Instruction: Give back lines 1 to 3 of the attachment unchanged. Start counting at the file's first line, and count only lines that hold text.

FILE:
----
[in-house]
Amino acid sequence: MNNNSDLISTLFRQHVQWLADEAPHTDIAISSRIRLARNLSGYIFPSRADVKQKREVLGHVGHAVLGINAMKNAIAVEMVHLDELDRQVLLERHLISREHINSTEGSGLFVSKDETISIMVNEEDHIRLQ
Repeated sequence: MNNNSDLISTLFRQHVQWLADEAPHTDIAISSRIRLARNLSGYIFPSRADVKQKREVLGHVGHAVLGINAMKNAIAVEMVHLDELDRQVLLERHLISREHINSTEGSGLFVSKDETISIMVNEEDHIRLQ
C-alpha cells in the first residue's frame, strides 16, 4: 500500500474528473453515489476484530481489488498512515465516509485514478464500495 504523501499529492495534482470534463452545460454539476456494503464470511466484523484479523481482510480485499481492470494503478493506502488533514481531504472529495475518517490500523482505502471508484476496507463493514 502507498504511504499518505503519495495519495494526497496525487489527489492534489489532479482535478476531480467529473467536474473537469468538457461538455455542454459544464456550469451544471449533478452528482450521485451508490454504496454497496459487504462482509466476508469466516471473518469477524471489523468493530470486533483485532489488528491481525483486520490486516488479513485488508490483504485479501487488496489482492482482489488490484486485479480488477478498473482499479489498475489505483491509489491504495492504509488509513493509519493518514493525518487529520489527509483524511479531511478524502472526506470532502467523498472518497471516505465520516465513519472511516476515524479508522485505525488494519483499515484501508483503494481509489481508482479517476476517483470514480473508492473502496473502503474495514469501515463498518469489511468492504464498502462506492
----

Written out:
[in-house]
Amino acid sequence: MNNNSDLISTLFRQHVQWLADEAPHTDIAISSRIRLARNLSGYIFPSRADVKQKREVLGHVGHAVLGINAMKNAIAVEMVHLDELDRQVLLERHLISREHINSTEGSGLFVSKDETISIMVNEEDHIRLQ
Repeated sequence: MNNNSDLISTLFRQHVQWLADEAPHTDIAISSRIRLARNLSGYIFPSRADVKQKREVLGHVGHAVLGINAMKNAIAVEMVHLDELDRQVLLERHLISREHINSTEGSGLFVSKDETISIMVNEEDHIRLQ